Starring:Peter Capaldi, Tom Hollander, Gina McKee, James Gandolfini
Writer(s): Jesse Armstrong, Simon Blackwell
Original Score: N/A
Running Time:106 Mins.
Unfamiliar with The Thick of It, the British comedy series of which In The Loop is a spin off I entered the cinema somewhat cold. Knowing it was a political comedy based around the middle men of the government is really all you need know, comedy films, quite frankly, do not get more quintessentially British.
Currently caught up in a whilrwind of ‘clever’ comedy British television is inundated with comedy series, like The Thick of It, which purport to be both clever, sweary and ever so slightly quirky, these for me are not neccessarily good qualities and often an attempt at cleverness in comedy comes off as resoundingly smug, something which In The Loop seems to pride itself on. Swearing as we all know can be very funny, and depending upon whose mouth and which manner it is used can be seen as vulgar, filthy, puerile or in the case of In The Loop, clever, or not from my perspective.
Peter Capaldi is Malcolm Tucker, foul mouthed spin-doctor allegedly based upon Alistair Campbell. Capaldi swears his way through the film, abusing everybody he encounters, this for me is neither clever nor funny. Politics are all too easy a target for comedy and attempts this lame really don’t deserve the plaudits piled upon them. Aside from Capaldi, Gandolfini turns in yet another of his over-bearing characters, doing very little whilst acting as the American counterpart to Capaldi in the abuse stakes it is in characters like these I failed to see the attraction to In The Loop.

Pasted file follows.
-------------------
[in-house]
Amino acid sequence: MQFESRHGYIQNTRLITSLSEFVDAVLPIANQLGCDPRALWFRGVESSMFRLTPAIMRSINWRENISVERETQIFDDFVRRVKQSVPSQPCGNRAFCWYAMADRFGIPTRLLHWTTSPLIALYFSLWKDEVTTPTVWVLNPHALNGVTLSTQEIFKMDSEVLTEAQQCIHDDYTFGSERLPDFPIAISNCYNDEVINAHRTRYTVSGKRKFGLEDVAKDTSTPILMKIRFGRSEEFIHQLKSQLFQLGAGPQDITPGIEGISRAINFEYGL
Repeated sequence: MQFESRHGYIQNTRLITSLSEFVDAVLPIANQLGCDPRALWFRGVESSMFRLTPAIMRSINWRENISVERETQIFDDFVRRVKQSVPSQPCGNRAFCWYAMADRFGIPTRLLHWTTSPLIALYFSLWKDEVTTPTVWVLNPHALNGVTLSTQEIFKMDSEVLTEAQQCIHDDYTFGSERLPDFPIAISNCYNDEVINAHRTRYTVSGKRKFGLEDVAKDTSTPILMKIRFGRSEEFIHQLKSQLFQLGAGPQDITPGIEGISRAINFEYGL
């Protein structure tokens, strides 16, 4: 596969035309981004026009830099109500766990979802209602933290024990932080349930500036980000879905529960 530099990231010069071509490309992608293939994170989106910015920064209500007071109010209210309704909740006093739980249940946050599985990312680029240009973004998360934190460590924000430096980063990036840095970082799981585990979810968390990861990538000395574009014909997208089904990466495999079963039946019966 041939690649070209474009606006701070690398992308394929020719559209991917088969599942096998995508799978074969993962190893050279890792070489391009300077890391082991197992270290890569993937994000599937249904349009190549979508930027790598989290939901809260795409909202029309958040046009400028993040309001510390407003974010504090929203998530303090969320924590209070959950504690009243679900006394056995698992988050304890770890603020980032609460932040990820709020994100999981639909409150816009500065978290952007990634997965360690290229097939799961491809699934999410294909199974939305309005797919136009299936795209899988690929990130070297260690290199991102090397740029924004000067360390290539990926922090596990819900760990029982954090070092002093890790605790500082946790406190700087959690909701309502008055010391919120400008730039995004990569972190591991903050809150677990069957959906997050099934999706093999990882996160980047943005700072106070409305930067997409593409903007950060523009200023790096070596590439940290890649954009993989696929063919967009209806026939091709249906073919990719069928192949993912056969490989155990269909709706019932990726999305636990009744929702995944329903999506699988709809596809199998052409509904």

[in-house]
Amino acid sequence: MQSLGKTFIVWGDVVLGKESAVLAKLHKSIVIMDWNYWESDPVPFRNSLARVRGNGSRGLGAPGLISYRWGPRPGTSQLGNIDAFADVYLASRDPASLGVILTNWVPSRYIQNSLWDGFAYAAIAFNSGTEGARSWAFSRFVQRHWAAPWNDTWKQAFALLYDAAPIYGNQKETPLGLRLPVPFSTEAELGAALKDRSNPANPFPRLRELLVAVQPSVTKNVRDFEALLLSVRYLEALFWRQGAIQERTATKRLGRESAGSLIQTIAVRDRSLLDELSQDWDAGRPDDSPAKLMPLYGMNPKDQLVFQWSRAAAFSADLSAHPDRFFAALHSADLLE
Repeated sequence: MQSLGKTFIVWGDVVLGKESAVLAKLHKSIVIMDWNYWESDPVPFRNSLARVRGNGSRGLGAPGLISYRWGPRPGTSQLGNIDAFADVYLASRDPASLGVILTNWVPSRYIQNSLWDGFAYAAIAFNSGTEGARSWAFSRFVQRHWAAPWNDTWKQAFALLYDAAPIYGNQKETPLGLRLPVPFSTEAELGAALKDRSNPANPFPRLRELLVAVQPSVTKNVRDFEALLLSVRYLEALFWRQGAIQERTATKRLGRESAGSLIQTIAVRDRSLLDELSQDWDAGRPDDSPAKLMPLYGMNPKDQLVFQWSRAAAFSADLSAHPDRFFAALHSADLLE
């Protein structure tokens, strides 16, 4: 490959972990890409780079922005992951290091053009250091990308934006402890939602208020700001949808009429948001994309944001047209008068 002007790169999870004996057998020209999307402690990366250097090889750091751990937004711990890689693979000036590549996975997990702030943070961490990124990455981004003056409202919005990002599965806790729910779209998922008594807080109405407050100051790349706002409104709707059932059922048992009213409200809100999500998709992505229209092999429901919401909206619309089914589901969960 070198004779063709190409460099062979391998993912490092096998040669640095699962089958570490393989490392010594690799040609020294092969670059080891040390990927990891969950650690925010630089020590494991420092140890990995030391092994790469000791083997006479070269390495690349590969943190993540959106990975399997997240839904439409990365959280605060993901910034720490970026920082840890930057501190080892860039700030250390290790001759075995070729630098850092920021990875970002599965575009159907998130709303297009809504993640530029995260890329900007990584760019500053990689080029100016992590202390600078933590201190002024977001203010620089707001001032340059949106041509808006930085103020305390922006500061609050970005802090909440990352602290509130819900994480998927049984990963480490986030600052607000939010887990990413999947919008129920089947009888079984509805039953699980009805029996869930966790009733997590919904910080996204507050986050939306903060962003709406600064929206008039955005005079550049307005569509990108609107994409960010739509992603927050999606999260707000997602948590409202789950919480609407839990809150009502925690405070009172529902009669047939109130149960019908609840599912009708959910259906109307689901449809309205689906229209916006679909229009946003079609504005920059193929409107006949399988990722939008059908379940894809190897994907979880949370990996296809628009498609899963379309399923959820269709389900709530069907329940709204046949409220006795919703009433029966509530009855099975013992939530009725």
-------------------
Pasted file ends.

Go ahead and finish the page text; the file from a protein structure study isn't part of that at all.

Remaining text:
Yet pulling back some good faith is Tom Hollander, often lumbered with underwhelming villainous roles Hollander is the standout here, playing the bumbling minister who never seems able to say the right thing (allegedly based in part upon a young Blair) he brings a not only a number of awkward laughs and some classic line “climb the mountain of peace” but also injects some likeablilty into a cast chock full of some of the most unlikeable people ever seen onscreen. There is the point that maybe they are ‘supposed’ to be unlikeable but it really doesn’t make for an enjoyable film.
Split between time in London and time in Washington, In The Loop only ever makes any kind of impression in it’s London setting, as I struggle to remember any of what occurs in Washington it would suggest that it was bioth pointless and boring, surely the harshest statement you can level at a comedy.
Trying to be clever and only succeeding in being boring, seemingly the hallmark of many a UK comedy series seeps onto the big screen, only Tom Hollander’s warm and funny turn make In The Loop worth sitting through, not even the swearing Brit can save this one.